Samuel Barber (1910-1981)

Adagio for Strings

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In 1938 Arturo Toscanini had heard Barber’s Symphony and asked for a new work. Barber provided two: the Adagio for strings and the first Essay for orchestra, and both were performed and broadcast by the NBC Symphony Orchestra. The Adagio instantly brought its composer high standing with audiences and sneering dismissal by the more learned. Reviewing another work of Barber’s, Virgil Thomson offered the backhanded compliment that ‘the only reason Barber gets away with elementary musical methods is that his heart is pure’. In its original version, however, the Adagio is the slow movement (originally marked Molto adagio) from Barber’s String Quartet Op.11, where it is framed by two fast movements. The first movement creates drama through its use of musical diversity, whereas the Adagio, with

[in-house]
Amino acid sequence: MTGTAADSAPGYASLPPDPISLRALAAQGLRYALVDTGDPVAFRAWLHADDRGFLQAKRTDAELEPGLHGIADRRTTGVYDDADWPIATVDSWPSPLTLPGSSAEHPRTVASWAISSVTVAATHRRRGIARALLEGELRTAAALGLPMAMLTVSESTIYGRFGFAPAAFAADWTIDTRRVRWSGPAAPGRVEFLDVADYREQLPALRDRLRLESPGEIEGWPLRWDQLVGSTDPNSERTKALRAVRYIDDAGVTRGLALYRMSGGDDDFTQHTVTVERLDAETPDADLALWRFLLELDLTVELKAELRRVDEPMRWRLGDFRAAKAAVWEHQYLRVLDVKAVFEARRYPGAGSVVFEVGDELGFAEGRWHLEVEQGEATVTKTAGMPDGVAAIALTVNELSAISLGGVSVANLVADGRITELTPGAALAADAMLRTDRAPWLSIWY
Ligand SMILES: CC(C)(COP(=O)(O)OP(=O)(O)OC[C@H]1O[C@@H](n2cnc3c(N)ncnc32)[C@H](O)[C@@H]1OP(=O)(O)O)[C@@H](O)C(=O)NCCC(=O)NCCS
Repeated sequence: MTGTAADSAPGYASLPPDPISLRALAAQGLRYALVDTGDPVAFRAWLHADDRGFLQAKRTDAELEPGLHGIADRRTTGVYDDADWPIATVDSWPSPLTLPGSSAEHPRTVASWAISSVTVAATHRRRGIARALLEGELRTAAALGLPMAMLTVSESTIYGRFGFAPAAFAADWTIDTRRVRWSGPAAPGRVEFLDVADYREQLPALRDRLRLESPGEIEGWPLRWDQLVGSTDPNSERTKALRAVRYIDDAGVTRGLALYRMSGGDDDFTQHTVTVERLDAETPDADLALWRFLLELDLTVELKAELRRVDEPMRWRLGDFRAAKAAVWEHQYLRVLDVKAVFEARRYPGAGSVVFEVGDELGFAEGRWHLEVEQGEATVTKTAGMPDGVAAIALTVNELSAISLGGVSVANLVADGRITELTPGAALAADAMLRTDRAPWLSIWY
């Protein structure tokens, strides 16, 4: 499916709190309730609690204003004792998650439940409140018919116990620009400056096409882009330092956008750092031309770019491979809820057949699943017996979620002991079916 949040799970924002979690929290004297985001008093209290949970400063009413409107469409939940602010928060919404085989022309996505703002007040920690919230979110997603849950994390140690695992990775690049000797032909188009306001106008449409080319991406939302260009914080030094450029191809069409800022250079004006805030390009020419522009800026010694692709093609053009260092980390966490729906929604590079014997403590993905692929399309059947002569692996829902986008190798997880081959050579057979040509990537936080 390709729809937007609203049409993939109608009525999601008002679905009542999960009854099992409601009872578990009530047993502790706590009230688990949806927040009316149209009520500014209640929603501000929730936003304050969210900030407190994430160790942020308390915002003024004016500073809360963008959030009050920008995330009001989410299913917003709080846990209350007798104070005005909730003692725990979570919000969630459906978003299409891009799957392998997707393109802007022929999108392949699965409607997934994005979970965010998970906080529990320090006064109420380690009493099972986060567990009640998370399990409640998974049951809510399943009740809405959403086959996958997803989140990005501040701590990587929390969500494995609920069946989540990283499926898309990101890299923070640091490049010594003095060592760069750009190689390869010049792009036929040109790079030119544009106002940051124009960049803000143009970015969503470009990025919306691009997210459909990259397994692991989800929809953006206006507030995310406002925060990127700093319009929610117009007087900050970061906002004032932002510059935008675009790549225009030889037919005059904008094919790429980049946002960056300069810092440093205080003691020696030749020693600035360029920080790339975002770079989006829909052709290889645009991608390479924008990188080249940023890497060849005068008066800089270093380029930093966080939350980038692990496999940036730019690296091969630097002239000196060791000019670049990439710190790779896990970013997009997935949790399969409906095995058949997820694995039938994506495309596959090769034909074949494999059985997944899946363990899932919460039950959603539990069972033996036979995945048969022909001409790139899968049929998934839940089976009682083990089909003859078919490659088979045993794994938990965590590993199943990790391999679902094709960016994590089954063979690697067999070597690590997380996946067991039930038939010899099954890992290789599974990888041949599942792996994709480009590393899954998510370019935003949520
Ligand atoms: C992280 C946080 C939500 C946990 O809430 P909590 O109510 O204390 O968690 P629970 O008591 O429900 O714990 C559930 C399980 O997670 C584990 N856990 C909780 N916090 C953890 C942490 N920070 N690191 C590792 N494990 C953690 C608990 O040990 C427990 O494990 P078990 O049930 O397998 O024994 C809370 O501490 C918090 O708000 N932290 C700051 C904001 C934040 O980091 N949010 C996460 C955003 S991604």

its eternal note of sadness, its sense of constant yearning, dwells on its limited thematic material: a slowly unfolding Bachian melody is subject to gradual changes to its contour and harmony as it gathers intensity. After an impassioned climax, and moment of silence, the music returns to earth.

Program notes © Gordon Kerry 2018


Alexandra Osborne (violin), Airena Nakamura (violin), Neil Thompson (viola) and Paul Stender (cello)

Video Credits

Audio recording by ABC Classic FM
Music Producer: Don Bate
Sound Engineer: Jason Blackwell
Omega Ensemble gratefully acknowledges their support
Videography: Bruce Terry